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UNM showdown averted

Copyright © 2013 Albuquerque Journal

University of New Mexico president Bob Frank has backed off – at least for now – on seeking changes to the Health Sciences Center governance structure and pledged to work closely with HSC Chancellor Paul Roth.

“I think for now we’ll operate under the same governance structure we have,” Frank told the


on Tuesday. “I think (Roth) and I will engage in a conversation about how we can work together, certainly, and improve our communication and see how we can make things good between us.”

Frank’s comments came after a regents meeting during which he and regents president Jack Fortner addressed a Sunday Journal story about HSC governance. Frank said in that story the structure didn’t give him enough authority over that part of the university.

Roth was not present at the regents meeting, but Frank and Fortner reassured faculty and staff that the matter was under control.

“We’re working with the governance structure as it is. …,” Fortner said. “And all of us believe moving forward means continuing to see if there’s better ways to doing things, and that’s what we’re doing.”

Frank, who became president a year ago, said last week the governance structure, which created the Health Sciences board of directors, effectively created two separate institutions. He said he had the responsibility for UNM as a whole, but lacked sufficient authority. The board has a majority of non-regents.

The gist of Frank’s concern is that the HSC board ultimately has authority over changes the president might want to make at health sciences.

For example, Frank could recommend someone for the chancellor’s job if it were to come open, but the board would have to approve the hire. And while the president evaluates the chancellor, his evaluation goes before the board, which is not bound by it. The board of regents as a whole has ultimate authority over hiring.

On Tuesday, Frank told the regents the issue is not a crisis.

“The HSC has served New Mexico well for many decades, as it continues to do today,” he said.

“We do have challenges for which there is no single answer, and I look forward as president of the university to working with regents and Dr. Roth to having an open and honest dialogue and developing options for which we can, over the next few months, determine the best answers.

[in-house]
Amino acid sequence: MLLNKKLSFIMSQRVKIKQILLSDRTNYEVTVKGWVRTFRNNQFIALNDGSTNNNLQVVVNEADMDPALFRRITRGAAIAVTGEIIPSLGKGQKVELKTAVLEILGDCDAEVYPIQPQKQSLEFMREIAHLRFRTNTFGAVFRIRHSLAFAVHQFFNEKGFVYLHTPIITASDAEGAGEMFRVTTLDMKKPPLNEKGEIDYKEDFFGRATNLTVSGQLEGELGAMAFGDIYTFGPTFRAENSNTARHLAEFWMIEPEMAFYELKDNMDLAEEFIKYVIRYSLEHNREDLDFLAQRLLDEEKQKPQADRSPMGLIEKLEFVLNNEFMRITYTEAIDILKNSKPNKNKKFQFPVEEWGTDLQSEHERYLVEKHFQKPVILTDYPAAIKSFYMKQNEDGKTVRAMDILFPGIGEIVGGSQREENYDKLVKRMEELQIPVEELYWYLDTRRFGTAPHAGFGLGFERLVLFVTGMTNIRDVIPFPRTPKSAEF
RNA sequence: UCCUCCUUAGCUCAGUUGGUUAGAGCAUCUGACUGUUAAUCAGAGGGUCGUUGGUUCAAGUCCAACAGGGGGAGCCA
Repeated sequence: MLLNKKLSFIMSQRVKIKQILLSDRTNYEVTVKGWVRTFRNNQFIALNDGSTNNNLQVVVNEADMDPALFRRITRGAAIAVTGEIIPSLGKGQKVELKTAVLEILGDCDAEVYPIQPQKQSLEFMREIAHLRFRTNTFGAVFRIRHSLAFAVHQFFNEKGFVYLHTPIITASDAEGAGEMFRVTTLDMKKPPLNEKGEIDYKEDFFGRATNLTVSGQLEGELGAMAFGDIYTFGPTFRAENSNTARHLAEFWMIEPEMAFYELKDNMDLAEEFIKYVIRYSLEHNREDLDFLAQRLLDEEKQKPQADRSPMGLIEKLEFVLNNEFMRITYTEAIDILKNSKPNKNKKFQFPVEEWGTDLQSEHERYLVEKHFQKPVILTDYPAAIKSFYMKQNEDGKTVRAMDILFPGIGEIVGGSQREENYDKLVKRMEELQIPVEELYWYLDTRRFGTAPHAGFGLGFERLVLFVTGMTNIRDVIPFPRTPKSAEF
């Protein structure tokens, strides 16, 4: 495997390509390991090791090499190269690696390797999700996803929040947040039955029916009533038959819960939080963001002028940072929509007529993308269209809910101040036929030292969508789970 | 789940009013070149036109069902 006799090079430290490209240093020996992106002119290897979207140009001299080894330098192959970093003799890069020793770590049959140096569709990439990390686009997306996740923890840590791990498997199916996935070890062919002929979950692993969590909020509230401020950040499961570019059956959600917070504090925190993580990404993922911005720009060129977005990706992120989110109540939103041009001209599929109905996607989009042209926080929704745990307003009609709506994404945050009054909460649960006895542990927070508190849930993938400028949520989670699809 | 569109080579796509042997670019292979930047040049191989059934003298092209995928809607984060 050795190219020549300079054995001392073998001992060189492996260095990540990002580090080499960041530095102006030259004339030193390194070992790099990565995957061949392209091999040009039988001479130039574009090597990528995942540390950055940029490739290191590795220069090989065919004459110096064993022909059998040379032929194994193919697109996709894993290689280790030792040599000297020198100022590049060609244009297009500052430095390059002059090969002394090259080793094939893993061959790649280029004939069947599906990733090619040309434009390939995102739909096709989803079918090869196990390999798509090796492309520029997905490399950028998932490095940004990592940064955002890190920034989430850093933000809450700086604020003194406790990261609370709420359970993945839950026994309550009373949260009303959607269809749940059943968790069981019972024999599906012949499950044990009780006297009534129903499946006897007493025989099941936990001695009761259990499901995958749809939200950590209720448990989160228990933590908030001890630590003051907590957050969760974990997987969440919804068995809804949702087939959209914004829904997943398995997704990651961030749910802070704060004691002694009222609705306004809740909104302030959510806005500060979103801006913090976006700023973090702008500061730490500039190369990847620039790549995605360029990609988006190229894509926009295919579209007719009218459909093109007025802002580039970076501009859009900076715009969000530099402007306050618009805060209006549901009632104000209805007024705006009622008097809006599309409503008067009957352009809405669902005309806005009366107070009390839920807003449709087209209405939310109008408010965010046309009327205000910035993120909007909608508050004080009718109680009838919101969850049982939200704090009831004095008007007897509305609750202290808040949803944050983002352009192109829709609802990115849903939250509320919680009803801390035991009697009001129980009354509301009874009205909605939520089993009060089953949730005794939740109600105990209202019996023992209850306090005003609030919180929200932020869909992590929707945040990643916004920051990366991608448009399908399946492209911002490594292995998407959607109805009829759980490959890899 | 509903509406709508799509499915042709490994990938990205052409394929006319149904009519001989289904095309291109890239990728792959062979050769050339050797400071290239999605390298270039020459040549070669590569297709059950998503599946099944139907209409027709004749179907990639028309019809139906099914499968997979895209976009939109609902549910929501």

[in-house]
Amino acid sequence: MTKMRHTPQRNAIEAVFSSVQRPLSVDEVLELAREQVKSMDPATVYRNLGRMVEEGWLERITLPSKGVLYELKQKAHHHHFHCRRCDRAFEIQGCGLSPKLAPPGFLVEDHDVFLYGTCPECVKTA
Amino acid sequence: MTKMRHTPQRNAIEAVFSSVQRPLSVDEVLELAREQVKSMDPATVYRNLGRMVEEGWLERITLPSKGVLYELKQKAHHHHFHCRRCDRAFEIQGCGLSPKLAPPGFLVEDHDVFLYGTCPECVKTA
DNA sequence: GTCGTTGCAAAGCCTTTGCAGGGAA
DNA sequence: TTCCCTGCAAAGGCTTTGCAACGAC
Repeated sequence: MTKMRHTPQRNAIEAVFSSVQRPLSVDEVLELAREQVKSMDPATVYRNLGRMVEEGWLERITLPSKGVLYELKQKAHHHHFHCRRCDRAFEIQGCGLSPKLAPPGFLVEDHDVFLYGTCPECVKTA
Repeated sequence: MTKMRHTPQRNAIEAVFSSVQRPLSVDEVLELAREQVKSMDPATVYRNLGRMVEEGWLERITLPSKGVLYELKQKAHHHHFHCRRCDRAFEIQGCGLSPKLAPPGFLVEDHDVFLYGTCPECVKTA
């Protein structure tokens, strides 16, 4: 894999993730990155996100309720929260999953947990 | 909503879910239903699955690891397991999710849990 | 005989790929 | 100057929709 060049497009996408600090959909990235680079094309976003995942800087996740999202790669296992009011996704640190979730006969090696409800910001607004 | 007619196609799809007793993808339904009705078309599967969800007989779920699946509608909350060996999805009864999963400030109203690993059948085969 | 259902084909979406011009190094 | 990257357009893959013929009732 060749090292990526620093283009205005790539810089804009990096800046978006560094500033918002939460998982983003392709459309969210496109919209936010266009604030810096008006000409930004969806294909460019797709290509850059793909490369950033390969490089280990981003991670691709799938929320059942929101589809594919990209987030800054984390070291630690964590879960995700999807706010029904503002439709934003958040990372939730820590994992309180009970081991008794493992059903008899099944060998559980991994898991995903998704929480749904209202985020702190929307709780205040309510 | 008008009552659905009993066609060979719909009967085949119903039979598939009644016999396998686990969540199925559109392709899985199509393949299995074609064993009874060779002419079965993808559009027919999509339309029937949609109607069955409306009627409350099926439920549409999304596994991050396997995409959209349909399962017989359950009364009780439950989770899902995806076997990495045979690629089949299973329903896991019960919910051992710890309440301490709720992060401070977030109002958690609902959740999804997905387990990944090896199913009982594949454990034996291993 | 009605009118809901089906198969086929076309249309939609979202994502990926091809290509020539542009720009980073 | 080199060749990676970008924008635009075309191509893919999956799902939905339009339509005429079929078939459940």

“In the interim, the current structure under which we operate serves adequately.”

Fortner concurred.

Two regents, Jamie Koch and Gene Gallegos, said although they voted for the new structure when it was unanimously approved in December 2010, they now regret it and said they hoped to see changes. Other regents support the current structure.

Frank said the complications are manageable, and there are more important matters facing the university.

“I’m absolutely committed to working with my colleagues on the Health Sciences Center and my entire university on ensuring we make this work on being one university and be an integrated one,” Frank said.

Roth was on vacation Tuesday, but Richard Larson, HSC executive vice chancellor, said there is strong support for the governance structure as is.

Referring to Fortner’s comments, Larson said, “I’m encouraged by the comments made by the president of the UNM regents reaffirming the regents’ support for the current HSC governance model.”

The chairs of 19 academic departments under HSC signed a letter Monday supporting the current structure, saying it is in the best interest of UNM and the community.

“We are critically dependent on governance that enables quick action and nimble management of our interrelated educational, research, and clinical service work,” states the letter, which is addressed to regents Jack Fortner and regent Suzanne Quillen. “This structure is crucial to our management of clinical services that promote patient satisfaction and high quality, cost effective and safe patient care.”

Gallegos said after the meeting that he didn’t think HSC governance was a closed matter. Gallegos has raised legal questions about the model, saying the New Mexico Constitution grants regents overall authority over the university.

“I think everybody would like for things to calm down a little bit, but I don’t think it’s over,” Gallegos said.

The matter, he said, could end up in court.

“The reason I say that is I think there’s a serious legal question about this structure in view of both the constitutional authority and the statute which authorizes the regents to delegate authority …” he said.